The correct sentence from your examples is:
I am always eager to meet you.
The source of your confusion may be that you see the word ...
"come over" means "cover". While "over" is usually used with verbs of movement, "above" is more frequently used with verbs of state. Notice you've said:
Dark clouds have come over the city (and now are above the city).
It's not about rules, but more about style and readability. One problem with inserting adverbs between the verb and the object is that it may not be clear what they modify. One silly example of this:
Adam: He rode quickly his horse into town.
Byron: You mean he rode into town quickly?
Adam: No, "Quickly" is the name of his horse.
In your example, ...
Cambridge Dictionary says We don’t put adverbs between the verb and the object, citing as an example
She plays the piano really well
Not: She plays really well the piano.
But so far as I can see, in OP's example, in sequence is an adverbial element modifying the verb illustrate in exactly the same way really well adverbially modifies plays in the ...
The rule is that that you can interpose adverbs, indirect objects, and prepositional phrases between a verb and its direct object. Anyone who tells you there must be no interruption is simply citing a false rule.
What is true is that an interruption by a long, complex prepositional phrase may interfere with comprehension. That is a question of style rather ...
Without any other context, "Why don't you [bare infinitive verb]?" would usually be interpreted as a casual, encouraging invitation:
"Why don't you sit and relax for a while?"
"Why don't you think it over for a few days, and get back to me?"
"Why don't you show us some of your designs?"
"Why don't you dance for us?" ["Why don't you dance in ...
In the case of the first three sentences, as is a preposition:
2 : in the capacity, character, condition, or role of
// works as an editor
In other words, it's possible for somebody to say this:
I don't respect you as an employee, but I do respect you as a parent.
→ I don't respect you in the role of an employee, but I do ...
Why do young people not have good manners?
is correct. You cannot use the word do and don't in the same sentence in this context as the latter is derived from the former.
The word not describes the word do. You cannot use the word don't to describe do
The second one is grammatical, but quite literary (the use of "our" with an "-ing" word is something that many people would not use in speech.)
The first is not grammatical because there is no noun phrase to act as the subject of "seems". To make it grammatical you would need something like "I understand some people will feel that the fact that we are ...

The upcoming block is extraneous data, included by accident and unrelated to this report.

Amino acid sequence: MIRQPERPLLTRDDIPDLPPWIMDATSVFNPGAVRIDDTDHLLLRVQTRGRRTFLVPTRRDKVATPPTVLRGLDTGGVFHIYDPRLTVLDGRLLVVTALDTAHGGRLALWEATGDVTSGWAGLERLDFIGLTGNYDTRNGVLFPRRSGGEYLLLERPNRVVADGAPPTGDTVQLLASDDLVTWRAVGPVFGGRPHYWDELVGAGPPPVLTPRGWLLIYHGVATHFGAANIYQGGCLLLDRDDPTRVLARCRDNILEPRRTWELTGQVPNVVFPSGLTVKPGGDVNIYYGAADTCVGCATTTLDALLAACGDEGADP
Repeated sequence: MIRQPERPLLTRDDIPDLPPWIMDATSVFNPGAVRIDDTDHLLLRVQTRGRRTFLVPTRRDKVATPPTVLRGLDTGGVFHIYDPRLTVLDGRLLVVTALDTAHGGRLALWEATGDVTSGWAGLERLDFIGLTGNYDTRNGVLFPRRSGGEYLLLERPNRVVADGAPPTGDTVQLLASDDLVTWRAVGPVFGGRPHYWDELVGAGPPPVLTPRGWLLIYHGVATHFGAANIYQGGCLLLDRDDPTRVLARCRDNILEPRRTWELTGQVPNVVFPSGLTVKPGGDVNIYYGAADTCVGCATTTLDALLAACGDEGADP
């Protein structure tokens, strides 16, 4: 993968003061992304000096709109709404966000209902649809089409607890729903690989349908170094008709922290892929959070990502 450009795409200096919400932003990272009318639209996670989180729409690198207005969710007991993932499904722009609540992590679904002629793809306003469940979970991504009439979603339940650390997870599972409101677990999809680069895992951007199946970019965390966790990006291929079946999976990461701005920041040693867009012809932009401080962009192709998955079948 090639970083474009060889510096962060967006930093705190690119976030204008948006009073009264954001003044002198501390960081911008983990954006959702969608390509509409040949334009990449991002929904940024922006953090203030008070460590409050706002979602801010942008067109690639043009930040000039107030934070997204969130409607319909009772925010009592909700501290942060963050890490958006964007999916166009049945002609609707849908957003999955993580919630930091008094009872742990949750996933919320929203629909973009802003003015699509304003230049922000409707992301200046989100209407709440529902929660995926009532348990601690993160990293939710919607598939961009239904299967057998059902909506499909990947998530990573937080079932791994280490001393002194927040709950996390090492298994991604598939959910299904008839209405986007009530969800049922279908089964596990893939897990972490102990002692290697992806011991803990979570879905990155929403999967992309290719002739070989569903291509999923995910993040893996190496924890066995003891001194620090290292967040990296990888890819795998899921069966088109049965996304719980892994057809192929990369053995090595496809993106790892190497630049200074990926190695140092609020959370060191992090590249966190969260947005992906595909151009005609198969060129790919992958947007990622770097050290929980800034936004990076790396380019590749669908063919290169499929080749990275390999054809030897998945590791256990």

My choice would be will.
used for saying that you are willing to do something or that you intend to do it
If you won’t tell him the truth, I will. Who’ll help me in the kitchen?
"Why won't you dance in front of us?" means, "Why aren't you willing to dance in front of us?" Or "Why don't you want to dance in front of us?"
"When turn on" is not grammatical: "when" needs to be followed by one of
a full finite clause, including subject (eg when it is turned on)
a participial clause, active (eg when turning the tap on) or passive (when turned on)
an infinitive clause with "to" (when to turn the tap on) - this construction is different from the others, as it behaves as a noun ...
Both are correct, as far as the "I" goes, but one does not say "I work as a police". Rather it should be
I work as a policeman.
I work as a policewoman.
I work as a police officer.
I work as a police officer and am happy with it.
has elided the second "I", which is implied. This is fine.
Well for a start it’s direct speech, so pretty much anything goes. But even given that, I’d say it’s perfectly fine. You could view it as a prematurely terminated list, where it’s being suggested that the speaker was planning to describe a four-item list:
Okay, I am gonna look around, take a few statements, worry a few suspects and generally put the fear ...
As with most uses of the past perfect (and many other questions of tense in English) either is possible, and the (slight) difference is in the temporal viewpoint or focus.
With "Why couldn't I have just let", the temporal focus is at the time of the (hypothetical) point of asking the girl, and is looking backward over the build-up.
With "Why couldn't I ...
There are many kinds of adjectival phrases, or rather, many parts of speech which can be used to modify nouns. Participle phrases (that act as adjectives) can be combined with other modifiers. Example:
The [small][whining][terrier] dog [on the front seat of my car] [looking out the window] is not my dog.
In your example, "starting with mine" is more of ...
"Go around doing" is a completely neutral expression. It is neither good nor bad. You have to determine that from context.
For example, you could write your sentence 1 as the positive:
My daughter goes around telling everyone how much she loves me.
However, "keeps going around" is slightly pejorative, because the use of "keep" implies doing ...
In your examples, there's effectively no difference, but there can be.